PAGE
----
US Special Representative for Syria, James Jeffrey, said only the Damascus regime and Constitutional Committee in Geneva are the two internationally recognized parties that deal with the Syrian crisis.
He underlined the need for a ceasefire in Syria and announced that Washington maintains its position that there can be no reconstruction assistance to Damascus until there is a credible and irreversible political process in line with United Nations Security Resolution 2254.
“We believe that this position is consistent with many of our European and Middle Eastern partners. We will work closely with them to ensure that this pressure is maintained,” he indicated.
Meanwhile, UN special envoy to Syria, Geir Pederson, stated that 150 men and women gathered in Geneva to launch a “Syrian-led, Syrian-owned, credible, balanced, and inclusive Constitutional Committee facilitated by the United Nations.”
Pederson was speaking in a briefing to the Security Council, calling it a “potentially historical moment,” adding that the launch was a sign of hope for the Syrian people and a chance for the Syrian parties to begin a direct dialogue.
Confidence is necessary for the political process to proceed, and the dynamics on the ground need to change, starting with full respect for international humanitarian and human rights law and protection of civilians, he said.
He expressed deep concern over renewed violence in the Idlib province, noting that its 3 million inhabitants had sought refuse in the region from other parts of the country.
Pederson also addressed the recent developments in the northeast, including the Turkish military incursion, regime deployment following an understanding with the Kurdish Syrian Democratic Forces, and a Turkish-Russian understanding leading to joint patrols along the Turkish-Syrian border.
He noted that those understandings have reduced violence in the area, however, he cautioned that reports of clashes and shelling continue.
He also addressed the Israeli air strikes near Damascus, calling all parties to step away from any “trend that could lead toward a deeper international conflagration over Syria and deeper infringement of its sovereignty and territorial integrity.”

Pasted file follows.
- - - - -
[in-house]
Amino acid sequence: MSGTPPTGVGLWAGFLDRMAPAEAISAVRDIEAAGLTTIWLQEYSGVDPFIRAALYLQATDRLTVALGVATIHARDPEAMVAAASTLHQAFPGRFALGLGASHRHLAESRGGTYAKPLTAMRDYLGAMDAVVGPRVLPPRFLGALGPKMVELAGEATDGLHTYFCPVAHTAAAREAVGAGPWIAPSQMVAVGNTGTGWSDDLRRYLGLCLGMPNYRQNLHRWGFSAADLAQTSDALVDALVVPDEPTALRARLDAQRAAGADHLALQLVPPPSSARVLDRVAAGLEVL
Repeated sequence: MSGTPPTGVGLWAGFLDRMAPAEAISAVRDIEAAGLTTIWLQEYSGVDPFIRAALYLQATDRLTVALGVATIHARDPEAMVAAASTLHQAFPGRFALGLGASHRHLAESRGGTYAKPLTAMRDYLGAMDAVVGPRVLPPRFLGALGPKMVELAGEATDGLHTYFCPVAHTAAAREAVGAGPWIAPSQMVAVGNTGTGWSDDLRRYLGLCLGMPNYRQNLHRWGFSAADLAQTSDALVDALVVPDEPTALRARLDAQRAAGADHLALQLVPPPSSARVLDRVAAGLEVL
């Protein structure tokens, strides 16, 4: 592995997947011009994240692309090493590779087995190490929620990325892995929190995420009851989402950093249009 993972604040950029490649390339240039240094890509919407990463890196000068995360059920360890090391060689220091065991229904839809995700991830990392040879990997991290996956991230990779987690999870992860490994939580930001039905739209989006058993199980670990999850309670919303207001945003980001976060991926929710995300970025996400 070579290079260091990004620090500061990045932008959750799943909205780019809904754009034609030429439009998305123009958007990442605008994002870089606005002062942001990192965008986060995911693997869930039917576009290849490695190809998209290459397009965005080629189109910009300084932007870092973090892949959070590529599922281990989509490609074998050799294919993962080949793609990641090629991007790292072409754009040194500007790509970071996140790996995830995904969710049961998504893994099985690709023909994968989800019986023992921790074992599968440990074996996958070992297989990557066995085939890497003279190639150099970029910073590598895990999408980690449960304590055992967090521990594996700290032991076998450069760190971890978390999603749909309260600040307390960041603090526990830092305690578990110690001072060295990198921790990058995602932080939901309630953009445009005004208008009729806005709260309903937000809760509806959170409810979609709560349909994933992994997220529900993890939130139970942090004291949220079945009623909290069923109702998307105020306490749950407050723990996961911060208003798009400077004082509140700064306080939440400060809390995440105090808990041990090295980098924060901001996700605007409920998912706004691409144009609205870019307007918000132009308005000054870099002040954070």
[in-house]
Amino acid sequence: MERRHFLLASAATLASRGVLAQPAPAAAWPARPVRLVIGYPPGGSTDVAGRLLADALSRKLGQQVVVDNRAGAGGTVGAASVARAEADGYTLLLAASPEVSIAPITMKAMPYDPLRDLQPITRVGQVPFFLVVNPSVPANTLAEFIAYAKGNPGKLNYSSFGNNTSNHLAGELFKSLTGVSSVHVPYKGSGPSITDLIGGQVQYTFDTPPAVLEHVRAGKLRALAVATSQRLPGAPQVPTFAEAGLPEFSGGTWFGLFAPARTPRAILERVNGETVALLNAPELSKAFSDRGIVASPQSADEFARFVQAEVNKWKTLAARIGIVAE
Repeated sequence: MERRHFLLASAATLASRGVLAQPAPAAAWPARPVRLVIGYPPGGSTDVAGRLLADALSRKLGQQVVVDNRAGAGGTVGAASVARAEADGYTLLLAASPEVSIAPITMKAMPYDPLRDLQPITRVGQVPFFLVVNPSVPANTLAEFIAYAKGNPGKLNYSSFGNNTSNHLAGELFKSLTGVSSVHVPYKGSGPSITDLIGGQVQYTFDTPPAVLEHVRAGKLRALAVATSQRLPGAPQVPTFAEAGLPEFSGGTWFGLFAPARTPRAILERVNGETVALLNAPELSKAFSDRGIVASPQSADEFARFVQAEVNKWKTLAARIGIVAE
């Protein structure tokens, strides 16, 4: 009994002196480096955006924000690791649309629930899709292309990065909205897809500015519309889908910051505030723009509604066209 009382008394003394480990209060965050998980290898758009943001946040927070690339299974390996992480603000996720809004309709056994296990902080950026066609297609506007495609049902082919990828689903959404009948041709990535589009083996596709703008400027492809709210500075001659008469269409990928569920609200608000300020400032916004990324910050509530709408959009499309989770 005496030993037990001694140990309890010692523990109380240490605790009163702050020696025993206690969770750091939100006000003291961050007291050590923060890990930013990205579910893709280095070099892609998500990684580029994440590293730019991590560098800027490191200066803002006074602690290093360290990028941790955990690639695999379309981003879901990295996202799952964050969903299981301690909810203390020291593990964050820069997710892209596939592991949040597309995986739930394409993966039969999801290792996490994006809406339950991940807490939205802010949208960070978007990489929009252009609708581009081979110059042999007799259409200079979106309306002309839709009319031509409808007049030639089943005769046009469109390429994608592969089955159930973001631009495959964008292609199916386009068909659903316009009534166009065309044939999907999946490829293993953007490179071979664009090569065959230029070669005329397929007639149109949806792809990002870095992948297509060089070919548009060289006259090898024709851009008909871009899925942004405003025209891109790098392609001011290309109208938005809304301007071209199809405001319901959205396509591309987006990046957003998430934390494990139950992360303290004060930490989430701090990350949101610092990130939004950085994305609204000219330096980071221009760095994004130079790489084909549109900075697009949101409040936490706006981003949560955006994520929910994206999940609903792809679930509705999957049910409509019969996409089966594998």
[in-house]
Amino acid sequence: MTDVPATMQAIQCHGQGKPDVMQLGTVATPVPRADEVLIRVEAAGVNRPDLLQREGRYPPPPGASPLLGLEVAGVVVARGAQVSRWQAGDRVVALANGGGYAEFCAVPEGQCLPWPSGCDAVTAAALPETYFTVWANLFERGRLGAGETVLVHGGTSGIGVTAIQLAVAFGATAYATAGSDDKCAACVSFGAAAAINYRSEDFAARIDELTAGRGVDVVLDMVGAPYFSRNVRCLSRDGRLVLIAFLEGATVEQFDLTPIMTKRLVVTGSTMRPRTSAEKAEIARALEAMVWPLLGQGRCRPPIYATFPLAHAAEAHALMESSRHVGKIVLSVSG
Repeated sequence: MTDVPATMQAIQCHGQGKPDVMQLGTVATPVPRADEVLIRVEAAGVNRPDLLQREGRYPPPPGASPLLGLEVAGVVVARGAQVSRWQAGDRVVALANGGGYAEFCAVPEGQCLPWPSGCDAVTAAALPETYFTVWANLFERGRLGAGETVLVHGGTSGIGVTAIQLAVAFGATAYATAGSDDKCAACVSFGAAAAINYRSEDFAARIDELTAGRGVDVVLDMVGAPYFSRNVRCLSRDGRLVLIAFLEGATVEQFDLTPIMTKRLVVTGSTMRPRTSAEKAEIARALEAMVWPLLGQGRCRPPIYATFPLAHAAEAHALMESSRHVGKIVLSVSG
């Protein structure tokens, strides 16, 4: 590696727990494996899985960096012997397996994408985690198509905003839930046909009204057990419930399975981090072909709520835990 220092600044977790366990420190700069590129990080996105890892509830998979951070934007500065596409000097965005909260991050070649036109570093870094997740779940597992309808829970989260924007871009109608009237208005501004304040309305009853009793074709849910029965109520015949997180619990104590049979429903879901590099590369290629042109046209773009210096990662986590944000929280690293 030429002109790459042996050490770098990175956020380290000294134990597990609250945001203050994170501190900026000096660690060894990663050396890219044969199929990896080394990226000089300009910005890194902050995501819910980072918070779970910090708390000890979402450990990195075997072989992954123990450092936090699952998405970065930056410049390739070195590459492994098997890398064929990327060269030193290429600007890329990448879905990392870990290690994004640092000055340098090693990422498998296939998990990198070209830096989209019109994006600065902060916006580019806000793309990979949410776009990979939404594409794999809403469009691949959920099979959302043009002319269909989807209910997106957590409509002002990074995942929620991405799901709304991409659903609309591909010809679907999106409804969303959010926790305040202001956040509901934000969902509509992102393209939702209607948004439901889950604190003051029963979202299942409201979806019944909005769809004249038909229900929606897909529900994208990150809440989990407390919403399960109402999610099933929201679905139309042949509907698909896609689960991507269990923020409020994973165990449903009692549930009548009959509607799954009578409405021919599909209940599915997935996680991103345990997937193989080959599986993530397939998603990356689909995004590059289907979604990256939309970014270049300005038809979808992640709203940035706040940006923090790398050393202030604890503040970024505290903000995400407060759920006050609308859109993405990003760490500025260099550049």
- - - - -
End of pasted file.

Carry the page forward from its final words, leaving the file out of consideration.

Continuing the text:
The threat of resurgent terrorism also underlines the need for a cooperative approach, the envoy stressed.
He reiterated his call for the unilateral release of detainees and for steps to clarify the fate of missing persons, along for a broader set of reciprocal confidence-building measures.
“All such efforts should lead towards the establishment of a safe, calm and neutral environment, allowing any constitutional reform to be matched by improving conditions on the ground. That could set an environment for inclusive, free and fair elections in line with Security Council resolution 2254 (2015), and contribute to voluntary, safe and dignified return of refugees.”
Russia’s Permanent UN Representative Dmitry Polyanskiy asserted that no outside players should interfere in the Constitutional Committee’s work or impose artificial deadlines.
Polyanskiy noted that improvements on the political track will now allow for the delivery of comprehensive humanitarian assistance. He also warned that terrorists continue to threaten peace and security in Idlib and elsewhere, cautioning against putting forward extremist groups as “moderate opposition” or “local authorities”.
China’s Representative Wu Haitao discussed the importance of a political settlement for the Syrian crisis, calling for full respect for the country’s sovereignty and territorial integrity. He urged the parties to use the Constitutional Committee process to narrow divisions and build mutual trust.
The Syrian Representative, Bashar Jaafari, announced that the regime was positive regarding the preparatory stage for the committee, stressing that external interference is the greatest threat to its members.
Before the session, Jeffrey said the current situation in Syria is worrisome, and all long-range missiles fired by the regime and smuggled by Iran threaten Israel, Jordan, Saudi Arabia and Iraq.